Illness Script Formation in Diagnostic Reasoning Within Advanced Practice Nursing Education

Tuesday, 31 October 2017: 9:00 AM

Christina Nordick, DNP, MA, MSN
Leach College of Nursing, University of St. Francis, Joliet, IL, USA

Diagnostic reasoning is a critical and dynamic skill necessary for advanced practice nurses (APNs) of all specialties. In 2000, the Institutes of Medicine published To Err is Human which directed attention to patient safety and quality of healthcare issues. This important work was central to far-reaching quality and safety improvements across the spectrum of healthcare. In the latest treatise, Improving Diagnosis in Healthcare, the focus of improving patient safety and thus patient outcomes, centers on improving diagnostic error. According to the National Academy of Sciences, Engineering and Medicine [NASEM] (2015), five percent of outpatient visits result in diagnostic error; ten percent of patient deaths are attributed to diagnostic errors; and six to seventeen percent of hospital adverse events are associated with errors in diagnoses. In outpatient visits alone, 46.4 million diagnostic errors occur annually (CDC, 2012). Moreover, the leading category of APN malpractice claims with the highest total payment amounts involves diagnostic errors (NSO, 2012). Clearly, diagnostic error is a major contributor to poor patient outcomes and the quality of healthcare in the United States.

NASEM (2015) contends that healthcare professional education across all disciplines must utilize advances in the learning sciences and neurobiological understandings of cognition and thought processes. Thus, diagnostic reasoning education in advanced nursing practice must be purposefully emphasized and developed in educational settings. Specific instruction on generating data-driven diagnoses which are incorporated into the teaching learning strategies in advanced nursing practice education must be utilized. As a stepping stone to life-long learning in diagnostic reasoning, the practice of developing illness scripts is strongly urged by the Academy.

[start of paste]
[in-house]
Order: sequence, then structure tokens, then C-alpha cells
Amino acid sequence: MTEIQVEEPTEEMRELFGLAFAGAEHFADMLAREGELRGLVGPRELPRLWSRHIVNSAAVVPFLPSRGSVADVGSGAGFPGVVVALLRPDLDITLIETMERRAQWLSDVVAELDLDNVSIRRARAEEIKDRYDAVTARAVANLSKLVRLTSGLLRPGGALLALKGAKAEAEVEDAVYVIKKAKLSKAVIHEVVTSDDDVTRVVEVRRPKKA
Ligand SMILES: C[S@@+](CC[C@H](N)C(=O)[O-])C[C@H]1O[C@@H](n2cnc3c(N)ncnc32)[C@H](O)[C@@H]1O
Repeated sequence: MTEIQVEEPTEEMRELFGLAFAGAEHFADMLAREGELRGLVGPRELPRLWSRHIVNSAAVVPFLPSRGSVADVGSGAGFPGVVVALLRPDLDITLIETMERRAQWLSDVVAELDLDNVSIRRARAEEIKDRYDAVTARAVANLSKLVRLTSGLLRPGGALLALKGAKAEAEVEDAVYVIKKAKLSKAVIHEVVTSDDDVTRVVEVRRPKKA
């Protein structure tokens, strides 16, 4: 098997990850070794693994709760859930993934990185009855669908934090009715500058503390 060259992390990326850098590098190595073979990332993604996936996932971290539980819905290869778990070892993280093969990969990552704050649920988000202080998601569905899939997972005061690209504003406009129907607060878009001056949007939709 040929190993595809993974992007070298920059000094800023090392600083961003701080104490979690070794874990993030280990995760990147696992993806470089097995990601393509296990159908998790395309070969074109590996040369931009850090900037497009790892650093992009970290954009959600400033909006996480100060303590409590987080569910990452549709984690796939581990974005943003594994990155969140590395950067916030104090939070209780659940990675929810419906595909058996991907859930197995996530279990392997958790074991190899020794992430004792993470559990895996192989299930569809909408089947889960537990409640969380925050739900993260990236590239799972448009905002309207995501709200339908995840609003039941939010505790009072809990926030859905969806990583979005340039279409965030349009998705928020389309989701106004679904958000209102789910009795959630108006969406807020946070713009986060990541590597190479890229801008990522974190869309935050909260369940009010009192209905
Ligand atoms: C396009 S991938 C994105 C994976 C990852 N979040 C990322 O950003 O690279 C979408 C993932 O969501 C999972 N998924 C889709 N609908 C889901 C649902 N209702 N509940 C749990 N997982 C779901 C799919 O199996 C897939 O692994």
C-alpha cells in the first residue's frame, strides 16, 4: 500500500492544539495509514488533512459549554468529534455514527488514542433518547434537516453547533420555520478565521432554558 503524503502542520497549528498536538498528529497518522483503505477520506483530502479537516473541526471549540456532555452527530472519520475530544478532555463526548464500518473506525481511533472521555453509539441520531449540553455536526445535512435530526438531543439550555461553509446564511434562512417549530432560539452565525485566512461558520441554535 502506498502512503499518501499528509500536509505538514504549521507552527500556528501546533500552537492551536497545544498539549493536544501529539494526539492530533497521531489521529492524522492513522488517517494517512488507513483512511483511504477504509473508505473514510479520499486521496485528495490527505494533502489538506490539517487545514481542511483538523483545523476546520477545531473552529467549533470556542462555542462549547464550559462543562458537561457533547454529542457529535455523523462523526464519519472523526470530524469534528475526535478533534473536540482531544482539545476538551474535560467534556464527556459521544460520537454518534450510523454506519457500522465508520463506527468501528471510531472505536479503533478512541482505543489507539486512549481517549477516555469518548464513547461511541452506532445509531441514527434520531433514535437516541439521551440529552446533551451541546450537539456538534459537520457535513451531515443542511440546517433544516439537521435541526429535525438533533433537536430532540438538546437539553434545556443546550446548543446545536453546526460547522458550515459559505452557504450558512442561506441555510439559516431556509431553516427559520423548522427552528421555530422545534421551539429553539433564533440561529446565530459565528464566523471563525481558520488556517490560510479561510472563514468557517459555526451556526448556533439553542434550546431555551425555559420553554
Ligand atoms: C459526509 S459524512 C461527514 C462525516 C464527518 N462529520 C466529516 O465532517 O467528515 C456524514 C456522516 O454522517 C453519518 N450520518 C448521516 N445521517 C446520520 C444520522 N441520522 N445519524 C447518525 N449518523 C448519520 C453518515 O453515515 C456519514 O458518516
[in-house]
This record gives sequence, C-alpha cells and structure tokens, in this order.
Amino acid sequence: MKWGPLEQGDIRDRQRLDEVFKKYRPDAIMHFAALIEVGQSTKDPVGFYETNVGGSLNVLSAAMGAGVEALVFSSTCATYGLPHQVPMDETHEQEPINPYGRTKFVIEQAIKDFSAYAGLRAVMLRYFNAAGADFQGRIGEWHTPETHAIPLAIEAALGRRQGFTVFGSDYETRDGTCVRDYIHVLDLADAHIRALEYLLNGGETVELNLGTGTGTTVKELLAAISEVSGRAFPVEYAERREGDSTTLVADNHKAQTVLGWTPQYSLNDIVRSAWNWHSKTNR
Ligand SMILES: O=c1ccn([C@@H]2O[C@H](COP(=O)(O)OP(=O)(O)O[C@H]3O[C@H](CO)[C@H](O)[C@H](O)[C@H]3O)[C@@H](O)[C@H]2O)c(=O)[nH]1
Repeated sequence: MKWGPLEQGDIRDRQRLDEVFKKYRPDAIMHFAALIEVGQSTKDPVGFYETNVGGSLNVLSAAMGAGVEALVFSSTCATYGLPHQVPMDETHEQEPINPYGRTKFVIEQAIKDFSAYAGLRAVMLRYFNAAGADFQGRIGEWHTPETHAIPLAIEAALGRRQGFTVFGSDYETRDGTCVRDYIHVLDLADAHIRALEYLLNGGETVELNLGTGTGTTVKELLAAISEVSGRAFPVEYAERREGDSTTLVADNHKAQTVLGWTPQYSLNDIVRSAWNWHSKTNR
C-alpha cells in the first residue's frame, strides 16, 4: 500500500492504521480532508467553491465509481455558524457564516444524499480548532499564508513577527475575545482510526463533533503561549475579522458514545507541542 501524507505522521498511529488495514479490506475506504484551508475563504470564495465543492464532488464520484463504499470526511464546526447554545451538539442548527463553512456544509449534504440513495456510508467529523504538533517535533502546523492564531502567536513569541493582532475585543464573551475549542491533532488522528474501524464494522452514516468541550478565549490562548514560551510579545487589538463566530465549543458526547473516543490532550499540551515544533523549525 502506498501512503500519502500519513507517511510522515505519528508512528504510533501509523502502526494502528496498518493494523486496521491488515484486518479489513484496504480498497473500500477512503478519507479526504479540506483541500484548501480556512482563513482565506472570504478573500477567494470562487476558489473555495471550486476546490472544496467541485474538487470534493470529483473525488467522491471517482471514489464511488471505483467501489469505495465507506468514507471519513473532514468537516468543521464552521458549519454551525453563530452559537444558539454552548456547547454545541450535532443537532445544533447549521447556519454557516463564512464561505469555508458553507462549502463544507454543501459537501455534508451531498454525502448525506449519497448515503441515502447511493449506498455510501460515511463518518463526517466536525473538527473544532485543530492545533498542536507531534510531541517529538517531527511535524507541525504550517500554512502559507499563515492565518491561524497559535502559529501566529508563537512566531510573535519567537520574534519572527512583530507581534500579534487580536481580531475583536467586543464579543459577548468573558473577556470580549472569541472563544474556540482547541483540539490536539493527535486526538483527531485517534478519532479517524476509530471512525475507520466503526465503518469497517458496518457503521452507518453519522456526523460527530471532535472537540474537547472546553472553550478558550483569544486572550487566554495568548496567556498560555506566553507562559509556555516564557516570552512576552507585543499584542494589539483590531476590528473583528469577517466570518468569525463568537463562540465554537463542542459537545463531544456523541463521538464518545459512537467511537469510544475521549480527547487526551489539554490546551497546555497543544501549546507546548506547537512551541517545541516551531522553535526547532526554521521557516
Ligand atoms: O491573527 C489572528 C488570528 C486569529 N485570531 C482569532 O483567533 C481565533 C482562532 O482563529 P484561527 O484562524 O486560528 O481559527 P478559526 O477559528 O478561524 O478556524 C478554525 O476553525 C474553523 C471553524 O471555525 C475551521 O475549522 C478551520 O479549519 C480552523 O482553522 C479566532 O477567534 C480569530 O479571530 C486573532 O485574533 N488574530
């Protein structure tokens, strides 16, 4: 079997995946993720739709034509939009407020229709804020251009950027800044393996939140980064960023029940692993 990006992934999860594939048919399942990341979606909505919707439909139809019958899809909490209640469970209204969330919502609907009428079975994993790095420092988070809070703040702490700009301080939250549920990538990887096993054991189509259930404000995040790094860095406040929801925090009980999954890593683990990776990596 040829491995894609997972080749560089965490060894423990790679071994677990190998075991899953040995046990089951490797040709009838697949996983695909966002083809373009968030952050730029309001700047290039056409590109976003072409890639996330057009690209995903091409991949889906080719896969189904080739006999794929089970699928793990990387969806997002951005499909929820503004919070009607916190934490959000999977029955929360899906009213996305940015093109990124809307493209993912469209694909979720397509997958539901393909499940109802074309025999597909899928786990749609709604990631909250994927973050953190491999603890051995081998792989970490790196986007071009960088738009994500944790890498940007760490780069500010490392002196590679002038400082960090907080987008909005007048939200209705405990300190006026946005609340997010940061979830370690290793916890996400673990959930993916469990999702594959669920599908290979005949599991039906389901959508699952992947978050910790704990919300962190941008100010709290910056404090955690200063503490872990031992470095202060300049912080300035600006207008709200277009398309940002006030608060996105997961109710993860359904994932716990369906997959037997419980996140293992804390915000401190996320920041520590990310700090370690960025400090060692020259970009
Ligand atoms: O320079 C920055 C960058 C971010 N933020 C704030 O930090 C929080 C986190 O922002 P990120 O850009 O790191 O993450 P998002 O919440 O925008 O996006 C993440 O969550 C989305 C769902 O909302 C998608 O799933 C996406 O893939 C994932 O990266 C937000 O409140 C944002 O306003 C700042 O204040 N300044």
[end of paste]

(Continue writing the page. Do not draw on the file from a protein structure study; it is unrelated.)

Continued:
Illness scripts are a visual and organizational method of categorizing and prioritizing data points related to specific disorders. They are comprised of epidemiological information, chronicity/acute patterns, understandings of pathophysiology, and incorporation of subjective and objective clinical manifestations. Research indicates that expert clinicians and diagnosticians use illness scripts intuitively and in logical procession while discerning the presenting patient disorder. NASEM (2015) further purports that by making the process of illness script formation overt and deliberate, beginning diagnosticians can develop strategies to improve their diagnostic reasoning and thus improve patient outcomes.

One Midwestern private university has employed the process of illness script formation into the curriculum of advanced practice nursing education. Early in the program of study students focus on the data points of epidemiology, namely, demographic patterns, risk factors, and exposures related to a specific disorder. As the student progresses to advanced pathophysiology the emphasis centers on the cellular mechanism of pathology. This includes acquisition of knowledge related to typical time course of a disease, and the anatomical, physiological, immunological, epigenetic/genetic, and biochemical derangements associated with the disorder. Eventually, the student proceeds to the advanced health assessment and diagnostic reasoning course. Within this course students learn the skills of subjective data mining, objective data acquisition and incorporation of the entire spectrum of illness script information. Students then integrate the completed illness script and apply it to patient scenarios or simulations. By following this educational teaching-learning strategy, advanced practice nursing students are more confident of their diagnostic reasoning abilities and are more prepared for progression into their patient management courses. Student satisfaction of learning objectives is enhanced and a life-long skill for improving diagnostic reasoning is gained.